Perhaps their problem difficulty in talking about the meaning of marriage comes from their roots in a cultural movement at odds with the values undergirding that institution.

But imagine you hate the institution of marriage and then watch “Modern Family’s” hardworking bourgeois gay couple through those eyes. What’s being subverted? Traditional marriage, or some bohemian identity politics fantasy of homosexuality?

By the way, according to a recent study, “Modern Family” is the No. 1 sitcom among Republicans (and the third show overall behind Glenn Beck and “The Amazing Race”) but not even in the top 15 among Democrats, who prefer darker shows like Showtime‘s “Dexter,” about a serial killer trying to balance work and family between murders.

So, Republicans enjoy a sitcom which includes a gay couple raising a child?!?!  Hmm. . . .  But, I thought they hated gay people. (more…)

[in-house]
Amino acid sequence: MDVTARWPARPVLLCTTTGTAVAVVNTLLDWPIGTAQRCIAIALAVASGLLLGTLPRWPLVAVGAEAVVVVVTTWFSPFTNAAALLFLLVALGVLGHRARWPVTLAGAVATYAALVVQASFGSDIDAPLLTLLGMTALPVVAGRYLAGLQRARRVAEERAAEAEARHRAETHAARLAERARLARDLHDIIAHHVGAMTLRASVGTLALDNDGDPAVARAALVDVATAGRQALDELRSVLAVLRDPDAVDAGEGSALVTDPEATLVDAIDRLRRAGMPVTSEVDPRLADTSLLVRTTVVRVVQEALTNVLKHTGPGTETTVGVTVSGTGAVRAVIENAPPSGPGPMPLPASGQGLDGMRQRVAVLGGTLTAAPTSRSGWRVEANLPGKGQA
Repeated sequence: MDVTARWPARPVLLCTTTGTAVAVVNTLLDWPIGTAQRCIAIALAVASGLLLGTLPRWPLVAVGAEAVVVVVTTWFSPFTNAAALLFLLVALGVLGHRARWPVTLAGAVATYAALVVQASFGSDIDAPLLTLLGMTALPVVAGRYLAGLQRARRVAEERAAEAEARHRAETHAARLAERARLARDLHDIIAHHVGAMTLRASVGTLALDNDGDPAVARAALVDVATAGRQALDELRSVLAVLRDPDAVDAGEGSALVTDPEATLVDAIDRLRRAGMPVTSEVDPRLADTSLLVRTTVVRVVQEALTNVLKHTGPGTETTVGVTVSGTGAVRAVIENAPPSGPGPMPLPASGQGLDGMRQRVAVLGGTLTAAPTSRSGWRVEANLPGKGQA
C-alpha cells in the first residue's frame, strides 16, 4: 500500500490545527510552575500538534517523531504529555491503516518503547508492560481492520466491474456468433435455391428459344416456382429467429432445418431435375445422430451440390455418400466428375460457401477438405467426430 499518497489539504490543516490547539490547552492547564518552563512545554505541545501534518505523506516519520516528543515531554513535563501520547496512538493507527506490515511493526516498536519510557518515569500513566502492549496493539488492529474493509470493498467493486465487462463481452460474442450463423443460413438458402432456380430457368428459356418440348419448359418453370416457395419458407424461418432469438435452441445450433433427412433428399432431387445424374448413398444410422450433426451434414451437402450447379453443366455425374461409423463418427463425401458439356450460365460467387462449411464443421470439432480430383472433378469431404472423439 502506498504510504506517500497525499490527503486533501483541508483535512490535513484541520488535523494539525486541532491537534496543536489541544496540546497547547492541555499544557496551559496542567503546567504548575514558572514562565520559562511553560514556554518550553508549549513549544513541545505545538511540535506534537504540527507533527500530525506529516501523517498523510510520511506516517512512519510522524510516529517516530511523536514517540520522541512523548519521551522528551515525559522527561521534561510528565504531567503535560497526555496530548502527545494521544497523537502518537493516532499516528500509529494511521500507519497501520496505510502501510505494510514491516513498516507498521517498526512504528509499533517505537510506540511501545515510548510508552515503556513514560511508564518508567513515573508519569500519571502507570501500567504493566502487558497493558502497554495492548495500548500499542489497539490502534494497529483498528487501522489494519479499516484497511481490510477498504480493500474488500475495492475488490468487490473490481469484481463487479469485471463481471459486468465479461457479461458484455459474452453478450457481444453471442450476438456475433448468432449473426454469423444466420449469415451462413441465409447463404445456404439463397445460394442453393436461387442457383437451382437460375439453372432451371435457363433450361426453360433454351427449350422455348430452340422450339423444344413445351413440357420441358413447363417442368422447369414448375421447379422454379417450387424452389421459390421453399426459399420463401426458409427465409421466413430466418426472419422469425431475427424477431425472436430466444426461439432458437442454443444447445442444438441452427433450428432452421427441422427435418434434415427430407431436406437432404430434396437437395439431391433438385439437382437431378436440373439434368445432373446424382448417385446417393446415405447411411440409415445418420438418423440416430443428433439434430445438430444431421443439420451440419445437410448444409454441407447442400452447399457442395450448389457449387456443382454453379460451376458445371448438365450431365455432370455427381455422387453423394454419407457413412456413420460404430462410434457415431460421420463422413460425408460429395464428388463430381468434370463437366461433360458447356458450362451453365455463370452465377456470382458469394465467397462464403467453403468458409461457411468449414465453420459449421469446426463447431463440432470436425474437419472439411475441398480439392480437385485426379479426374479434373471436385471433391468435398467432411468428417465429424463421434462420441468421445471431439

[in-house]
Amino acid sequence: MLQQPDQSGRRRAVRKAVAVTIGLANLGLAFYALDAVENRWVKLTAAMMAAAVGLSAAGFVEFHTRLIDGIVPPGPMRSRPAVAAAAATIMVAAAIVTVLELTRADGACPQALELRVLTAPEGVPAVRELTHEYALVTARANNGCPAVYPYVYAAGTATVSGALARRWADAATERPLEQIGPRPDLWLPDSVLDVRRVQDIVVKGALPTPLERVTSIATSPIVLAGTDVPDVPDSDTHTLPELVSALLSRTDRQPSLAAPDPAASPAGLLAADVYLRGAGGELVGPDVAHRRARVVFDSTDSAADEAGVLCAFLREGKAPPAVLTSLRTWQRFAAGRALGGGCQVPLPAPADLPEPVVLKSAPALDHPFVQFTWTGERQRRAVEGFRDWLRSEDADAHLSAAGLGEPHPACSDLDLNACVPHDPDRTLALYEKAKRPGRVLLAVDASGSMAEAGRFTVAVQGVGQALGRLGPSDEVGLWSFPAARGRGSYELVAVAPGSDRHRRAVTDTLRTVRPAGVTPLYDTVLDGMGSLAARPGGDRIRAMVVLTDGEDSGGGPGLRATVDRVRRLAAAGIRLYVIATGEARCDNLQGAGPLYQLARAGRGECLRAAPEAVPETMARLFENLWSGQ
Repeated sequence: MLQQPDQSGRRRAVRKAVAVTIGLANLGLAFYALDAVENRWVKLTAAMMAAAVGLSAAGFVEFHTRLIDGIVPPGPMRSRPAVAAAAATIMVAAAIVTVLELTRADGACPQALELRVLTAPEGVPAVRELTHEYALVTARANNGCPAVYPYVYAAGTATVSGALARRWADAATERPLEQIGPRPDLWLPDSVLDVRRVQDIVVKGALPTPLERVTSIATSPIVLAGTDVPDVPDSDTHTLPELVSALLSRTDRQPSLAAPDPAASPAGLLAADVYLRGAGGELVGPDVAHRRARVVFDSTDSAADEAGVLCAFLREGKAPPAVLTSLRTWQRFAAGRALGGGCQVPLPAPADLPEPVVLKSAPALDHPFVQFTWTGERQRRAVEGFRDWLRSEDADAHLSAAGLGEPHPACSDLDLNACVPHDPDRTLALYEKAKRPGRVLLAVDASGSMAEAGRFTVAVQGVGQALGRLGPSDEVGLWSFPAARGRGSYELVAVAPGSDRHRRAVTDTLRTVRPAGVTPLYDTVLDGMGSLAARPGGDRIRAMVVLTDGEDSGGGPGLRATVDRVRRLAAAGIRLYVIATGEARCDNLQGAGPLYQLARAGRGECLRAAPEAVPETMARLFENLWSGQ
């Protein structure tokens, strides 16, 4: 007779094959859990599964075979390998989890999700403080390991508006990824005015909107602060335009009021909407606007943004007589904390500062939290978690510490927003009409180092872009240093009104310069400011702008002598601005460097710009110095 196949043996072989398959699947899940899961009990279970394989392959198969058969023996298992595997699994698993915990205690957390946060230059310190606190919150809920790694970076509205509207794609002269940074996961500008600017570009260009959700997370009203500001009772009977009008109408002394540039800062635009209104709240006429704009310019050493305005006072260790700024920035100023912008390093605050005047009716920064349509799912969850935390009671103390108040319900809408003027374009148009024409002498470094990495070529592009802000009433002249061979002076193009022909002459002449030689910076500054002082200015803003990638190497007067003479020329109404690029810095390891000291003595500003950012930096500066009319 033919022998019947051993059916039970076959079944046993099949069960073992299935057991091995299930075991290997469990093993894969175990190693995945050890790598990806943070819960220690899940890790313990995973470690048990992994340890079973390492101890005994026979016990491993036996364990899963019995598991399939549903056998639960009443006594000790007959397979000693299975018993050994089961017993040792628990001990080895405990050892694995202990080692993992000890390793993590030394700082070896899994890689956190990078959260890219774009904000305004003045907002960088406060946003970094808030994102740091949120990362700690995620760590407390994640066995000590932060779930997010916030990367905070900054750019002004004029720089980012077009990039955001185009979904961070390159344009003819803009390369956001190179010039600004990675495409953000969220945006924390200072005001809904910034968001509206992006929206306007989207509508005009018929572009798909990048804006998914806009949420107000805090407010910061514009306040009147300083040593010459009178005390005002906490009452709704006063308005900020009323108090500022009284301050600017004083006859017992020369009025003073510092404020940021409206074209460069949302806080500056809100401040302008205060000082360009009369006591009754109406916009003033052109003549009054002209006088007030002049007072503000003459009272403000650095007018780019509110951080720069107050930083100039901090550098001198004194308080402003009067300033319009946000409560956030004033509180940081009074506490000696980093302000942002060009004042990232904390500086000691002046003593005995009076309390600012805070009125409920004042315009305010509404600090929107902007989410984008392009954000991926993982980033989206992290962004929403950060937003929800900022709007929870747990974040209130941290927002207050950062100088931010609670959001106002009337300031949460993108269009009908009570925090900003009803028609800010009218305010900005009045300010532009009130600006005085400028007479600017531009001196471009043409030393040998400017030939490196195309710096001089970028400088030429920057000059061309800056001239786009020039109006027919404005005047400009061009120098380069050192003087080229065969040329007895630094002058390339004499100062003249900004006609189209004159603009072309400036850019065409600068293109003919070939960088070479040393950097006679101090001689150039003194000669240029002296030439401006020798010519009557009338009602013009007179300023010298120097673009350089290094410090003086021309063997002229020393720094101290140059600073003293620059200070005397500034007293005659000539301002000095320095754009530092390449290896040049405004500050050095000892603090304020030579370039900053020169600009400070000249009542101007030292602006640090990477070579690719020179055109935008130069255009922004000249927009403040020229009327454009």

Truce in the Culture Wars?

Posted by B. Daniel Blatt at 12:24 am - December 29, 2010.
Filed under: Gay America,Gay Marriage

Michael Barone has a great piece in the Washington Examiner where he takes note of a phenomenon most welcome to Reagan Republicans like myself, the emergence of a “truce in [the] culture wars” as voters become increasingly concerned about the sour economy and the bloated federal government:

The fact is that there is an ongoing truce on the social issues, because for most Americans they have been overshadowed by concerns raised by the weak economy and the Obama Democrats’ vast increase in the size and scope of government.

And with this truce, comes increasing acceptance of gay people.